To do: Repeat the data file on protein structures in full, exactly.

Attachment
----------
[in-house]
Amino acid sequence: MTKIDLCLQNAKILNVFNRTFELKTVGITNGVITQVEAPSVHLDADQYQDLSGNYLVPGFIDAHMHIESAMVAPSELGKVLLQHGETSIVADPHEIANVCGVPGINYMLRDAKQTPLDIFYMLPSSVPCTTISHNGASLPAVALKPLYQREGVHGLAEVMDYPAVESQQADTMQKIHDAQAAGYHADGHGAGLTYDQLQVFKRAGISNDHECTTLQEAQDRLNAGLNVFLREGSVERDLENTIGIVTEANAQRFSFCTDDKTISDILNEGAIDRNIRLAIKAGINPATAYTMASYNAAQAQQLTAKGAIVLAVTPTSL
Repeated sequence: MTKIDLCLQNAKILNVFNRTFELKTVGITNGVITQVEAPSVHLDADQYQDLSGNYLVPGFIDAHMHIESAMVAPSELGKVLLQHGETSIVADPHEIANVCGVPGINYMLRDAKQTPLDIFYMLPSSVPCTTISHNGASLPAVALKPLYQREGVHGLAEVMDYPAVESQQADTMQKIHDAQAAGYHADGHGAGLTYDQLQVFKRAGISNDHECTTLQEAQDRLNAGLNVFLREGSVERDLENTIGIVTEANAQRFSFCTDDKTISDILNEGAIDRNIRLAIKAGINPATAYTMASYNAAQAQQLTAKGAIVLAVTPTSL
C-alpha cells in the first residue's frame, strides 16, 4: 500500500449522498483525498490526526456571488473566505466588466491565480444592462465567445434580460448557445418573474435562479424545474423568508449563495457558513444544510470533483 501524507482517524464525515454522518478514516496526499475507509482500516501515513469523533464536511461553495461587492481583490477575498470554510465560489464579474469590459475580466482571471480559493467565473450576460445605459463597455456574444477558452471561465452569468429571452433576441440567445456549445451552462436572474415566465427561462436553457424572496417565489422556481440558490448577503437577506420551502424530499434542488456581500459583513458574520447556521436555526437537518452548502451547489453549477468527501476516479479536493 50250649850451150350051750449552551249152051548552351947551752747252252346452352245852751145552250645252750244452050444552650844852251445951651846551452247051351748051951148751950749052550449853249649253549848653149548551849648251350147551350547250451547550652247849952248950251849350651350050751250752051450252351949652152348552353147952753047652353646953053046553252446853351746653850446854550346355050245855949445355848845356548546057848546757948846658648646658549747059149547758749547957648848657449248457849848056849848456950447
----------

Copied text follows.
[in-house]
Amino acid sequence: MTKIDLCLQNAKILNVFNRTFELKTVGITNGVITQVEAPSVHLDADQYQDLSGNYLVPGFIDAHMHIESAMVAPSELGKVLLQHGETSIVADPHEIANVCGVPGINYMLRDAKQTPLDIFYMLPSSVPCTTISHNGASLPAVALKPLYQREGVHGLAEVMDYPAVESQQADTMQKIHDAQAAGYHADGHGAGLTYDQLQVFKRAGISNDHECTTLQEAQDRLNAGLNVFLREGSVERDLENTIGIVTEANAQRFSFCTDDKTISDILNEGAIDRNIRLAIKAGINPATAYTMASYNAAQAQQLTAKGAIVLAVTPTSL
Repeated sequence: MTKIDLCLQNAKILNVFNRTFELKTVGITNGVITQVEAPSVHLDADQYQDLSGNYLVPGFIDAHMHIESAMVAPSELGKVLLQHGETSIVADPHEIANVCGVPGINYMLRDAKQTPLDIFYMLPSSVPCTTISHNGASLPAVALKPLYQREGVHGLAEVMDYPAVESQQADTMQKIHDAQAAGYHADGHGAGLTYDQLQVFKRAGISNDHECTTLQEAQDRLNAGLNVFLREGSVERDLENTIGIVTEANAQRFSFCTDDKTISDILNEGAIDRNIRLAIKAGINPATAYTMASYNAAQAQQLTAKGAIVLAVTPTSL
C-alpha cells in the first residue's frame, strides 16, 4: 500500500449522498483525498490526526456571488473566505466588466491565480444592462465567445434580460448557445418573474435562479424545474423568508449563495457558513444544510470533483 501524507482517524464525515454522518478514516496526499475507509482500516501515513469523533464536511461553495461587492481583490477575498470554510465560489464579474469590459475580466482571471480559493467565473450576460445605459463597455456574444477558452471561465452569468429571452433576441440567445456549445451552462436572474415566465427561462436553457424572496417565489422556481440558490448577503437577506420551502424530499434542488456581500459583513458574520447556521436555526437537518452548502451547489453549477468527501476516479479536493 50250649850451150350051750449552551249152051548552351947551752747252252346452352245852751145552250645252750244452050444552650844852251445951651846551452247051351748051951148751950749052550449853249649253549848653149548551849648251350147551350547250451547550652247849952248950251849350651350050751250752051450252351949652152348552353147952753047652353646953053046553252446853351746653850446854550346355050245855949445355848845356548546057848546757948846658648646658549747059149547758749547957648848657449248457849848056849848456950447